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In September 2015, Instagram opened up to ads. This year, the company is on track to bring in more than $1.85 billion in ad revenues worldwide. Being owned by Facebook makes it easy for advertisers to extend their buys, but ad performance on Instagram is mixed—and Snapchat is stealing some of its thunder, as explored in a new eMarketer report, “Instagram Advertising 2017: Big Strides in Its First Year, but Questions Remain” (eMarketer PRO customers only).
Facebook doesn’t break out Instagram’s revenues in its quarterly results, but it has high hopes for the company. In September 2016, it announced Instagram had over 500,000 advertisers, more than doubling its ad base in six months. The top five countries seeing advertiser adoption were the US, Brazil, the UK, Australia and Canada, Instagram said.
The growth to 500,000 advertisers “is indicative of the different types of businesses across all different categories that are embracing the platform and seeing value for both brand building as well as performance advertising,” said Jim Squires, director of market operations for Instagram.
Instagram rolled out advertising extremely slowly, starting with an extended beta test with a few key brand advertisers. By the time it formally launched in late 2015, the company had created a huge amount of pent-up demand. A year later, marketer interest in Instagram advertising remains high.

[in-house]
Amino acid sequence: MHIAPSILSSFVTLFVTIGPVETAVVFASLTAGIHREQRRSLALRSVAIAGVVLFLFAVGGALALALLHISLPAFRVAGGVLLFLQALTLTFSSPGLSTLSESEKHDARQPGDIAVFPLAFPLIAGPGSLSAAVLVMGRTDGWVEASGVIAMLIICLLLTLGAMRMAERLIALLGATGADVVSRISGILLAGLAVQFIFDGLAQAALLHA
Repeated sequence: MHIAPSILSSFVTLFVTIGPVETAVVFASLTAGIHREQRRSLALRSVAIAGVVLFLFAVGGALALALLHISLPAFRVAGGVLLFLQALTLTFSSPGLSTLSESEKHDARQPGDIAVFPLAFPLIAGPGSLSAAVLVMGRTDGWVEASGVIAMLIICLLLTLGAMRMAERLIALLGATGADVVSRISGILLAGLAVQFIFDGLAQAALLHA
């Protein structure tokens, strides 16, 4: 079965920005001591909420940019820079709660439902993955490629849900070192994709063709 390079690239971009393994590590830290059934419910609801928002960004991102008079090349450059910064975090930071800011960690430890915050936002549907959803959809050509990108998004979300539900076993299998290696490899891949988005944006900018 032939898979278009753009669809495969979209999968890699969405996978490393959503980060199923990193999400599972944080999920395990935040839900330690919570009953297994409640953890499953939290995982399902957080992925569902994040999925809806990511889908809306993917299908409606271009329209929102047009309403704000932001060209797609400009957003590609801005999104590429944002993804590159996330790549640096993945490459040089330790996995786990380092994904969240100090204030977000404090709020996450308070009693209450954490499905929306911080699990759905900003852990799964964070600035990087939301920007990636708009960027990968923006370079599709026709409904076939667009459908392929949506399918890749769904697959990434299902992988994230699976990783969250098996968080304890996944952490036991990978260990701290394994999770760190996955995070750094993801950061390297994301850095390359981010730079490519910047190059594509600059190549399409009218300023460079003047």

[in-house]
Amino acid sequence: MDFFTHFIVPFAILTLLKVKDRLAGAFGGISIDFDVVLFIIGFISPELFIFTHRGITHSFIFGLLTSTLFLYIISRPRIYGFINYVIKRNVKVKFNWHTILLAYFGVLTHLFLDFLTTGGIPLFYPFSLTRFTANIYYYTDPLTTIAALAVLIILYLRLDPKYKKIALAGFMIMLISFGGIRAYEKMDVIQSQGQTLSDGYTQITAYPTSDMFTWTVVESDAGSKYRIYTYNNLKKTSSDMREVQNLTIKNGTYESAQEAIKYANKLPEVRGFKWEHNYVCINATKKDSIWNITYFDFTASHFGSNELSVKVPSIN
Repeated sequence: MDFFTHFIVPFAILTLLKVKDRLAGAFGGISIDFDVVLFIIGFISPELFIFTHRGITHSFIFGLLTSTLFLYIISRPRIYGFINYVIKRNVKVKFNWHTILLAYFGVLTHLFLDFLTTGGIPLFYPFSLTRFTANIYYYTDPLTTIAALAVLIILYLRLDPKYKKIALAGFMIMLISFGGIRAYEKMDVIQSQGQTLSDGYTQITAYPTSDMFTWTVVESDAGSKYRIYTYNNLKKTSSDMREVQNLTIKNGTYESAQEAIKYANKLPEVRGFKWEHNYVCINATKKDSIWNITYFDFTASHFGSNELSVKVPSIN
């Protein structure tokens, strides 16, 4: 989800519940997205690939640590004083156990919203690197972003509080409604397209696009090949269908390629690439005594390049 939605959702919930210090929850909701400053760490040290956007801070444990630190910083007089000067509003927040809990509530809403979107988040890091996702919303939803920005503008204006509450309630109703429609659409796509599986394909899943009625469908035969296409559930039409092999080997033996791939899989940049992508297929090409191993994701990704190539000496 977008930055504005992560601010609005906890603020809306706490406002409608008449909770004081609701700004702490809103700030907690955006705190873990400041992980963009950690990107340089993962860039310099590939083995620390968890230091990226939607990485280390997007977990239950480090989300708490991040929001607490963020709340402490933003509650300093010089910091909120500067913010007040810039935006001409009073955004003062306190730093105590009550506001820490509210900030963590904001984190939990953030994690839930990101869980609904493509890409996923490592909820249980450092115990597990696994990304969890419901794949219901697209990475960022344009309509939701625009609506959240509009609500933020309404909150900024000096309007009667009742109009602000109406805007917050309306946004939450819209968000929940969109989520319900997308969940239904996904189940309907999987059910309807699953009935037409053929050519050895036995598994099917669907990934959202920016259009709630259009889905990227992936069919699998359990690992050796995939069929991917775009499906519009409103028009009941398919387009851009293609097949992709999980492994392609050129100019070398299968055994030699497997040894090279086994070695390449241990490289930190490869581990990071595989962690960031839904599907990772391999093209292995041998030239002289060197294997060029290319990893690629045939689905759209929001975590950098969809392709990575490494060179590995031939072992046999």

Ad automation firm Nanigans said 54% of its customers were advertising on Instagram in April 2016, up from 31% in October 2015. Additionally, Nanigans said average monthly client ad spending on the service rose 29% between February 2016 and April 2016.
A poll of US marketers conducted by investment bank RBC Capital Markets and Advertising Age in September 2016 found that 30% of respondents had advertised on Instagram, up from 27% in a similar survey conducted in February 2016. In the September survey, an additional 31% said they planned to start advertising on the platform this year.
In Q1 2016, 63% of US ad agency professionals surveyed by Strata said they planned to use Instagram for client campaigns, up from 34% in the same quarter in 2015 (before advertising was widely available). The 2016 figure was nearly as high as that for YouTube (67%) and higher than the percentage that planned to use Twitter (56%).
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